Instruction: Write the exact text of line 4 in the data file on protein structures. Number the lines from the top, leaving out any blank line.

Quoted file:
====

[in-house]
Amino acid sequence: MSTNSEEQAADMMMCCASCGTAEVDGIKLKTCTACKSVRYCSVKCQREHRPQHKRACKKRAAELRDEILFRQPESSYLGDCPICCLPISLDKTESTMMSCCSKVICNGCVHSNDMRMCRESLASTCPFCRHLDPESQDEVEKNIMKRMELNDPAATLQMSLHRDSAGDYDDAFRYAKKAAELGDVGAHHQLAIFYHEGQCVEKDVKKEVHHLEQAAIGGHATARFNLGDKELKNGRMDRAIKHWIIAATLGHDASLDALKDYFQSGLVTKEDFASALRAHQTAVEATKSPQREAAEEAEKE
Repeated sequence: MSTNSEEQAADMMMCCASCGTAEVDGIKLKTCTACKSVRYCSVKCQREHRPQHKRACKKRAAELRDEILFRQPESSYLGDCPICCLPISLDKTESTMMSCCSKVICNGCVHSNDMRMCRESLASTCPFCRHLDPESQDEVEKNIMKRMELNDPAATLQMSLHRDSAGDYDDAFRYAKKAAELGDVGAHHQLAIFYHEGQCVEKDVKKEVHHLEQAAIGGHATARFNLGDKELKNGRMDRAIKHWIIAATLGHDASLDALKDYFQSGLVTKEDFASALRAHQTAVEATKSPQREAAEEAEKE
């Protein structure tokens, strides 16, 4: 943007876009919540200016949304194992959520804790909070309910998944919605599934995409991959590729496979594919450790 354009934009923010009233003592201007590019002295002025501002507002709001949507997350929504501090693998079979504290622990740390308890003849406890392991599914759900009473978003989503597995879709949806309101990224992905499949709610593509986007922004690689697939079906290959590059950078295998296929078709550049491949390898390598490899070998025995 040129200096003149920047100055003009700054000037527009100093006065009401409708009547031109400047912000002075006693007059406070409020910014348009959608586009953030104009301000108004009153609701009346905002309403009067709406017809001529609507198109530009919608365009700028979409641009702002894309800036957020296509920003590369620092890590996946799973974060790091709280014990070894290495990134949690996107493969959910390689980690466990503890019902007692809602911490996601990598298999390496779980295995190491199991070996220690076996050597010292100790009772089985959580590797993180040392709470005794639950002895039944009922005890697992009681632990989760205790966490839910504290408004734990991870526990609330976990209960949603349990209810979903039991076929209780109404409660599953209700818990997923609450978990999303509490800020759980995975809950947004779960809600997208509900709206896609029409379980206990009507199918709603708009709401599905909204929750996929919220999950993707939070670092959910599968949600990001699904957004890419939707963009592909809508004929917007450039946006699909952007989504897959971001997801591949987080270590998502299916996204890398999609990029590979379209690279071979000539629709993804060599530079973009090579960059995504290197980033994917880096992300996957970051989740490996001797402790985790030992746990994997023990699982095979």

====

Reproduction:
């Protein structure tokens, strides 16, 4: 943007876009919540200016949304194992959520804790909070309910998944919605599934995409991959590729496979594919450790 354009934009923010009233003592201007590019002295002025501002507002709001949507997350929504501090693998079979504290622990740390308890003849406890392991599914759900009473978003989503597995879709949806309101990224992905499949709610593509986007922004690689697939079906290959590059950078295998296929078709550049491949390898390598490899070998025995 040129200096003149920047100055003009700054000037527009100093006065009401409708009547031109400047912000002075006693007059406070409020910014348009959608586009953030104009301000108004009153609701009346905002309403009067709406017809001529609507198109530009919608365009700028979409641009702002894309800036957020296509920003590369620092890590996946799973974060790091709280014990070894290495990134949690996107493969959910390689980690466990503890019902007692809602911490996601990598298999390496779980295995190491199991070996220690076996050597010292100790009772089985959580590797993180040392709470005794639950002895039944009922005890697992009681632990989760205790966490839910504290408004734990991870526990609330976990209960949603349990209810979903039991076929209780109404409660599953209700818990997923609450978990999303509490800020759980995975809950947004779960809600997208509900709206896609029409379980206990009507199918709603708009709401599905909204929750996929919220999950993707939070670092959910599968949600990001699904957004890419939707963009592909809508004929917007450039946006699909952007989504897959971001997801591949987080270590998502299916996204890398999609990029590979379209690279071979000539629709993804060599530079973009090579960059995504290197980033994917880096992300996957970051989740490996001797402790985790030992746990994997023990699982095979």